Carriage Spat Rages in Spokane

With local Fox affiliate dark on cable operator’s system, new satellite subs soar
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The ongoing clash over retransmission consent between Time Warner Cable and KAYU Spokane, Wash., may cost the cable operator upwards of $3 million in lost subscription fees. According to executives at the Fox affiliate, viewers in the market have been dropping Time Warner Cable since December, when KAYU yanked its signal over the operator’s refusal to cough up enough cash to carry it. Time Warner Cable vehemently disputes KAYU’s assessment, but a spike in new satellite-TV activations in the market suggests that the churn has been significant.

One of a small group of Fox and MyNetworkTV stations owned by Northwest Broadcasting, KAYU went dark on Time Warner Cable’s system in the Spokane market Dec. 14. Nielsen’s No. 77 DMA covers parts of Idaho, Washington and Montana. It brought in $53.1 million in 2006, according to BIA Financial; KAYU claimed $9.2 million.

“We’ve yet to work out a deal that works for both of us,” says Northwest President Brian Brady, the former chairman of the Fox affiliates board. “Viewers continue to be pawns in this game.”

According to Brady’s calculations, 6,000-7,000 local Time Warner Cable subscribers have scrapped their service, which he estimates is a $3 million-plus hit for the operator. He reached the figure by tallying the market’s increase in satellite subscribers, figuring each one is worth $50 a month, and multiplying that out over a year. “We weren’t asking for anything close to that,” says Brady.

A Time Warner Cable spokesperson disputed Brady’s reasoning: “We’ve lost some subscribers, but that number is a fabrication.”

But data from satellite-TV carriers in Spokane and other markets embroiled in similar disputes suggests there may have been a dramatic exodus from cable.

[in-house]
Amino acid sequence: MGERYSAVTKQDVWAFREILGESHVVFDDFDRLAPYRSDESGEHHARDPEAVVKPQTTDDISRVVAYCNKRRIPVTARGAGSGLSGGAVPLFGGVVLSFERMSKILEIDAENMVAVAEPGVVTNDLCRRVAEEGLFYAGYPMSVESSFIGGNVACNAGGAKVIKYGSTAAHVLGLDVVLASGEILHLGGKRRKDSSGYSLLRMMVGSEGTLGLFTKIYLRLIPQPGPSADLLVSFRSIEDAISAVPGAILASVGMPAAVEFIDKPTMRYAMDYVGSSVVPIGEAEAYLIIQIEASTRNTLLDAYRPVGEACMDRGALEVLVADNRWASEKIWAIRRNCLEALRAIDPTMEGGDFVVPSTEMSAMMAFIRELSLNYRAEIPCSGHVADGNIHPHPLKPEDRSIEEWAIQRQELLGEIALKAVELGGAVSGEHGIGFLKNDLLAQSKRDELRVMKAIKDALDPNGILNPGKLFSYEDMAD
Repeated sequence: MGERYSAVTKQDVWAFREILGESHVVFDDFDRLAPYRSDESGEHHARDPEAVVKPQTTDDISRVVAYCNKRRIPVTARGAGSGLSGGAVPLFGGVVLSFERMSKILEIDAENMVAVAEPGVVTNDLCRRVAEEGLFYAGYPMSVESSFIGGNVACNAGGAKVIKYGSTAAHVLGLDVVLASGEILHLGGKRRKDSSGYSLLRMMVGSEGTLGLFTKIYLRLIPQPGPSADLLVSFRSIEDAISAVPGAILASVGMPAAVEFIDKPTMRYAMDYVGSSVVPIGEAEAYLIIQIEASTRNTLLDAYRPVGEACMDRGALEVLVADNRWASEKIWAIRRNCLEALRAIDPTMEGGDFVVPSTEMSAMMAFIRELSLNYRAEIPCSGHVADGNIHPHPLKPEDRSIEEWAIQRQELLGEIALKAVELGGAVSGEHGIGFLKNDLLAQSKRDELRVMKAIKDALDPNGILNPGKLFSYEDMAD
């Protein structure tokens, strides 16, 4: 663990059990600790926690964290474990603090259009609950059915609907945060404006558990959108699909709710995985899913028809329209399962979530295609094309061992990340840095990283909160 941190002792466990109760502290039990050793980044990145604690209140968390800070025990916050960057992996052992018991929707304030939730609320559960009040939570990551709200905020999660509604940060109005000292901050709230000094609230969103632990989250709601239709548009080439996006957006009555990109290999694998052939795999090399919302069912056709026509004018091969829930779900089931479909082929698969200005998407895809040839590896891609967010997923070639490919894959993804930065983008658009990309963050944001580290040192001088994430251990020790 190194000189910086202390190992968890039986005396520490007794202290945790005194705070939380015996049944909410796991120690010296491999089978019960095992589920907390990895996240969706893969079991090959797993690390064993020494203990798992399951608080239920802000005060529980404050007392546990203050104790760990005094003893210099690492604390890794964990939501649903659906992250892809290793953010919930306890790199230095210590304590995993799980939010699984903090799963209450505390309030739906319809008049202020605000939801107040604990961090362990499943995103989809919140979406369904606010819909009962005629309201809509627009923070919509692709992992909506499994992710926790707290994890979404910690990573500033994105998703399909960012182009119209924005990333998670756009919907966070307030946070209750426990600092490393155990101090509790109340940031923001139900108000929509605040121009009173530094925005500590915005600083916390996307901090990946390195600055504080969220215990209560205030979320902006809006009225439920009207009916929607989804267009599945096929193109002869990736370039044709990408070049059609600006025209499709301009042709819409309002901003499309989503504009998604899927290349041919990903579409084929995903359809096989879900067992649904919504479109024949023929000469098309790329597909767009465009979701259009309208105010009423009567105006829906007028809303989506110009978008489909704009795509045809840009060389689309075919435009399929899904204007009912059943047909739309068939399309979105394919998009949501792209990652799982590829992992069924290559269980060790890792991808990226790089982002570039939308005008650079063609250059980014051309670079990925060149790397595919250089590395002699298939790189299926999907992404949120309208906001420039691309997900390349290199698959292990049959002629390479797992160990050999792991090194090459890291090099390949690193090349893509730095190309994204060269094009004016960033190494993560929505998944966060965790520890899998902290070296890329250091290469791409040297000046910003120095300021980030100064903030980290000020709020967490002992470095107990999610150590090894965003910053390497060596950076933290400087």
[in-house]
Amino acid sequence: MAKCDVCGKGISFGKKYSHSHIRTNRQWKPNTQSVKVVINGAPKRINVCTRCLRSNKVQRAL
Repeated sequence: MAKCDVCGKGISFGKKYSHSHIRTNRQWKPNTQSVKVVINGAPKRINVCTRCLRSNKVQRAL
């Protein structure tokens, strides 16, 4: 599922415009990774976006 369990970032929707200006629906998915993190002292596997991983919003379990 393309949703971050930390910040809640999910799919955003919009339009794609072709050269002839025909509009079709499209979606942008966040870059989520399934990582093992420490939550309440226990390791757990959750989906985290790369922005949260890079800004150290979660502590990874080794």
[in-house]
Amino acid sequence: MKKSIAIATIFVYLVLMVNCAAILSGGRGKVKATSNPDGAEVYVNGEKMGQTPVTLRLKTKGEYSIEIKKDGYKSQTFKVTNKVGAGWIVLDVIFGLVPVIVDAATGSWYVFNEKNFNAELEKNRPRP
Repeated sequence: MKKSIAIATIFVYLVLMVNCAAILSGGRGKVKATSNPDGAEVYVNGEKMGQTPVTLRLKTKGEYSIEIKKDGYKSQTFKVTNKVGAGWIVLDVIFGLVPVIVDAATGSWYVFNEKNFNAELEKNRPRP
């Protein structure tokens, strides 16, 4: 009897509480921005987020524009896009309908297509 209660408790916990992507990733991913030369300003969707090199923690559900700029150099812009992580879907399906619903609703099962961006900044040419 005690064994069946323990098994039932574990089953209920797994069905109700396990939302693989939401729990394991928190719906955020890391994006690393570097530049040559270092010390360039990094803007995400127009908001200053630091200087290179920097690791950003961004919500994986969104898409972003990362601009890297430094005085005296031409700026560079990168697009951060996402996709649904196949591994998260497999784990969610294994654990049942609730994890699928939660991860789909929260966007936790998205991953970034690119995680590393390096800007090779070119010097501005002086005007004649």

“It is clear these disputes do affect consumers’ behavior, especially when they’re given a little help to make the jump [from cable],” says a spokesperson for DirecTV, which declined to share numbers for Spokane but noted a 16% increase in various markets stemming from the recent retrans face-off between Sinclair Broadcast Group and Mediacom. (The two reached a multi-year, cash-for-carriage deal in February.)

EchoStar, meanwhile, saw a 90% activation increase for its Dish Network in the Spokane DMA in the past two months, compared with the same period last year. And KAYU executives say they have worked with EchoStar and DirecTV to steer disgruntled cable customers toward the satellite providers’ product.

The skirmish is one of many recent rows between broadcasters and cable companies over retransmission consent. CBS Corp. got cash from nine unnamed operators in February, just before Sinclair and Mediacom settled. And Nexstar emerged victorious after pulling its stations’ signal from Cox systems.

And with several significant carriage agreements up in the next year or two—industry insiders say to watch Gray, Clear Channel and Raycom, among others—more bloody retrans battles are sure to follow. “Broadcasters always felt they had leverage but never took advantage of it,” says Bruce Northcott, principal at media-research firm Crawford Johnston & Northcott. “Now everybody feels like they’ll get their pound of flesh.”

A RETRANS DAVID V. GOLIATH

To be sure, Brady and KAYU General Manager Jon Rand, who likens the station’s plight to David’s vs. Goliath, relish their role as feisty underdogs. The station’s answering service invites viewers to learn more about “Time Warner Cable’s removal of KAYU” from its channel offerings, then breaks down the finer points of retransmission-consent law, accusing Time Warner of charging subscribers to watch a free signal. “By law, cable companies must have permission to offer local TV stations,” the recording states.

And despite the lack of carriage on Time Warner Cable (which shows film network TCM in KAYU’s stead), Rand and Brady say ratings are up from a year ago. (Viewers tune in via satellite, over-the-air or even at viewing parties that Time Warner Cable has been hosting for major TV events on Fox.)

“We had a terrific ratings book in February,” says Rand. “If you’re offering compelling programming and people want to watch you, we feel, by and large, they’ll find a way to do it.”

While both sides stand by their rhetoric, they are at least communicating. And some expect KAYU to return to Time Warner Cable in the coming months (likely before pre-season football begins for the market’s beloved Seahawks, says one party close to the negotiations).

But Brady warns that Time Warner and its ilk have not heard the last from broadcasters concerning retrans cash. “Every broadcast group in the country is fighting the fight,” he says. “As these agreements come up, I think you’re going to see a dramatic shift in the way these things get settled.”

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